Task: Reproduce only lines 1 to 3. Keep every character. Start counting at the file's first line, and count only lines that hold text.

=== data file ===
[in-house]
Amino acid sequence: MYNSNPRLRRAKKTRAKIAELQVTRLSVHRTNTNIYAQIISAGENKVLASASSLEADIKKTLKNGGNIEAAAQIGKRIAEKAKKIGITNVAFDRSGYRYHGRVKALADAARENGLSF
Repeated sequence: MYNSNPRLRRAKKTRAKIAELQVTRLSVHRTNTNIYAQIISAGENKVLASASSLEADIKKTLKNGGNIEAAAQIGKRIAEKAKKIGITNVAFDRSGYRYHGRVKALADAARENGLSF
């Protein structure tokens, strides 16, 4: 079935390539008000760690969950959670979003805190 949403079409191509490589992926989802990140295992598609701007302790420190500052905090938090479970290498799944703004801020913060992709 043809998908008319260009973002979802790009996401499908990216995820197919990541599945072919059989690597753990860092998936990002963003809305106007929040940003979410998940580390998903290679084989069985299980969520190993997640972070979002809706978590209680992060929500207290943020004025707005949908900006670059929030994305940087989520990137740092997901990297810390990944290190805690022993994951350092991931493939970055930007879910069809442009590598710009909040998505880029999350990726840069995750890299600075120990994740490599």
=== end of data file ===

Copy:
[in-house]
Amino acid sequence: MYNSNPRLRRAKKTRAKIAELQVTRLSVHRTNTNIYAQIISAGENKVLASASSLEADIKKTLKNGGNIEAAAQIGKRIAEKAKKIGITNVAFDRSGYRYHGRVKALADAARENGLSF
Repeated sequence: MYNSNPRLRRAKKTRAKIAELQVTRLSVHRTNTNIYAQIISAGENKVLASASSLEADIKKTLKNGGNIEAAAQIGKRIAEKAKKIGITNVAFDRSGYRYHGRVKALADAARENGLSF